... For me, the Museum ships have nacelles that look a little too divergent from TOS and ENT. (Of course, to be fair, I understand the Museum to have been originally conceived prior to ENT.) The Phoenix from FIRST CONTACT should be factored in as well. (Ironically, the ENT ep "First Flight" scored a huge artistic success with the NX-Alpha prototypes; too bad we didn't see more of this.)
To the extent that the classic nacelle communicates "Star Trek" to people, and that creators of "Star Trek" have to communicate that feel to viewers in order for their work to be accepted, yes. And yet, that didn't stop Roddenberry, Jefferies and the rest from dumping the classic nacelle entirely when they redesigned the Enterprise
Star Trek was at least said to have been made on the assumption that TV producers could expect a little more thinking from their viewers and still succeed. Is it too much to expect them not to need the same basic nacelles in 2060, 2160 and 2260? In real life, was the Wright flyer too divergent from the balloons that preceded it? Were the jets that followed too divergent from the propellers of their predecessors? What about rockets with their little stubby wings? Sure, people might have looked at the first airplane and said, "That can't fly. It doesn't look anything like a balloon!" But our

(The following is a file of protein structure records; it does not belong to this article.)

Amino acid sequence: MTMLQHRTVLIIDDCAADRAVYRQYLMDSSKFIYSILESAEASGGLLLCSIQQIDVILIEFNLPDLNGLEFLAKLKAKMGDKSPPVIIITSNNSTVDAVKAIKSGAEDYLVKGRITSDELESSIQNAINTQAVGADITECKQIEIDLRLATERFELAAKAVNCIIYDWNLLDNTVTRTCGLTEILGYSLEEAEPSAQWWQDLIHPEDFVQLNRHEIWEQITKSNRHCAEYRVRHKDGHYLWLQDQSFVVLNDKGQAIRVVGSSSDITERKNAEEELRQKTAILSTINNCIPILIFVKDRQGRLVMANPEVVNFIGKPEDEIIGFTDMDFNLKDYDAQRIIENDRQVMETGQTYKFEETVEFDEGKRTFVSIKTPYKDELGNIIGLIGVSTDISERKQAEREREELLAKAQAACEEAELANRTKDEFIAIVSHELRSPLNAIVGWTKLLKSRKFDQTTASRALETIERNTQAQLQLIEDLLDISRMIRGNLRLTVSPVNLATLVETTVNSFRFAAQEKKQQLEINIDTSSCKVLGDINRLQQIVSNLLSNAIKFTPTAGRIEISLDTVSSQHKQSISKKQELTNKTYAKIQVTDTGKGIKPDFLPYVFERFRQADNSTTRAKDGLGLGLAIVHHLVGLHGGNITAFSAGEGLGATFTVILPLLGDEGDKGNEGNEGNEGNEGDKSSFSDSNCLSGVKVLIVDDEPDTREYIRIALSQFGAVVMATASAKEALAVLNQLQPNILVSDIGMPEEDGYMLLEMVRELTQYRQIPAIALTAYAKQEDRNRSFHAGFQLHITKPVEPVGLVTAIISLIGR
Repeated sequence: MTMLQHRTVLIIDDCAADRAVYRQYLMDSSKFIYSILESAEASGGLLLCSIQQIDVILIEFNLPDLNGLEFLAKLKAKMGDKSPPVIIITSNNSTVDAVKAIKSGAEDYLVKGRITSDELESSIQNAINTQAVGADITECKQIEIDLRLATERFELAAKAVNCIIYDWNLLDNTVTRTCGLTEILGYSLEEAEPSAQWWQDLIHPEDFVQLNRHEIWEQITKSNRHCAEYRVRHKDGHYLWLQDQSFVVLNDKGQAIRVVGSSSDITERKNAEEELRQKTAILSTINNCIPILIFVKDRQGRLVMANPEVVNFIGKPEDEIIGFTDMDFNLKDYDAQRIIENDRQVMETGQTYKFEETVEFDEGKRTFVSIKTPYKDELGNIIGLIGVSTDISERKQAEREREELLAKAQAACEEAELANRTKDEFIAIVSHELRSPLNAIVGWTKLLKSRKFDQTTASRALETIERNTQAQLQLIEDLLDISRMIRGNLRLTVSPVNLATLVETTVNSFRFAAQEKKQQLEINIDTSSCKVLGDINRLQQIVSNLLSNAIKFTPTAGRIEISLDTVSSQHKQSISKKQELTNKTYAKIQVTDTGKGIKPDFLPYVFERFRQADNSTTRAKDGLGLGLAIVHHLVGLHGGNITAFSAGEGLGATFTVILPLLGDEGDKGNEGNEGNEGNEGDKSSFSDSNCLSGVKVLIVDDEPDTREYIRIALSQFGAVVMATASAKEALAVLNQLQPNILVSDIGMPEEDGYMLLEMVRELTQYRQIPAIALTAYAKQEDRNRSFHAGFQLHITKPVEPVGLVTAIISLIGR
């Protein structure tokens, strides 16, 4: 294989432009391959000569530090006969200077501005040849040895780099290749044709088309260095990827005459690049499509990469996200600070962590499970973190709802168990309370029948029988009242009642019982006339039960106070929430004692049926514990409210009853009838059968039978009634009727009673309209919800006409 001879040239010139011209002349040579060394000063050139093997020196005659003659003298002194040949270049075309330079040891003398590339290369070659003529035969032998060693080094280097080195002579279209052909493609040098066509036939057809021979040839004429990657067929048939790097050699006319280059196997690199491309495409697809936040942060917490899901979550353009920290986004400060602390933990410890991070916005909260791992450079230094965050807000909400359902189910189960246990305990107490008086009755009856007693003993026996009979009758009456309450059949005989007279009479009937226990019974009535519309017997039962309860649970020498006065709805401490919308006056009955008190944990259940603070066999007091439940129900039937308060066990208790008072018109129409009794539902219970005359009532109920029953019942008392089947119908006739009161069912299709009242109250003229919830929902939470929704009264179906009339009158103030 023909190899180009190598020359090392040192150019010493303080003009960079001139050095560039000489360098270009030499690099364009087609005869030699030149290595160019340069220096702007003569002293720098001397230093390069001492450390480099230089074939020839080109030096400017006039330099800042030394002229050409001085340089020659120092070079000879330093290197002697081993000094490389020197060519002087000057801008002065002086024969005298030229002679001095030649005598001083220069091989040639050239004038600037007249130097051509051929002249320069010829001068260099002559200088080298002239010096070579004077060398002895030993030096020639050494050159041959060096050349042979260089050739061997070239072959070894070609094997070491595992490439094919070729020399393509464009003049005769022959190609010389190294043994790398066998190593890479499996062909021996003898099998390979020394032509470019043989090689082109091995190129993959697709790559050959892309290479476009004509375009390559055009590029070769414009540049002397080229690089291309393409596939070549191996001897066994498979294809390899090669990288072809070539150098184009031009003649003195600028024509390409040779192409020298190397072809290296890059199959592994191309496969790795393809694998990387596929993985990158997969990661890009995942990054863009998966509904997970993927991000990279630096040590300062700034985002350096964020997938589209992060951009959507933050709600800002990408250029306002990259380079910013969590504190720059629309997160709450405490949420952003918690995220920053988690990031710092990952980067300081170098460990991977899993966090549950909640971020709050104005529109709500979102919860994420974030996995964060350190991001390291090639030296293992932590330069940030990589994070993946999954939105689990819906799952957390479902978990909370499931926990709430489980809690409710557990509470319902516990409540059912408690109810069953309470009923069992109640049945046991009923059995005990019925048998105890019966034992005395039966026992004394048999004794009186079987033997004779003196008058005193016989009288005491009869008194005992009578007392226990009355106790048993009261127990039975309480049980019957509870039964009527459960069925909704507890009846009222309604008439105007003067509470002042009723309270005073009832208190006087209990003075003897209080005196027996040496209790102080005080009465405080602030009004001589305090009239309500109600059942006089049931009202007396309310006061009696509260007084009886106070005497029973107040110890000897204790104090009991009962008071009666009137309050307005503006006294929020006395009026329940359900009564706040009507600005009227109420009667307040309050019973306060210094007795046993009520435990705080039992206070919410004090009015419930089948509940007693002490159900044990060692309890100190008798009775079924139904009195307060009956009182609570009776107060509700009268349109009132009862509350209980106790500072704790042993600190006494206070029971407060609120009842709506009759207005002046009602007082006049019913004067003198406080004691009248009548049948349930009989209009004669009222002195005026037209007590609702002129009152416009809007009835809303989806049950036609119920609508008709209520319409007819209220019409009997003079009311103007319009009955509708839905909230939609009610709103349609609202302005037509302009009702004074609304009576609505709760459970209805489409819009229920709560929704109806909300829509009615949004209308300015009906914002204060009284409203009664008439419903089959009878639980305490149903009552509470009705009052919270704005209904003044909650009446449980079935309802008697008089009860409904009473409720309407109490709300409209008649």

shared experience tells us that as technology improves, the look of things change. Is it too much to expect an audience to look at art set before the original Star Trek and expect technology that looks as different as the Wright flyer looks from the rocket, or from the balloon? I don't think so, and believe this is where the makers of the later shows got it wrong, and where Masao gets it right. It may not be canon, but that doesn't really matter. What he does won't be canon anyway. But it is good and thought provoking art. To the extent that the producers of Trek have embraced his work, and with it the idea that they can expect a little more from the consumers of their products, that's all for the good.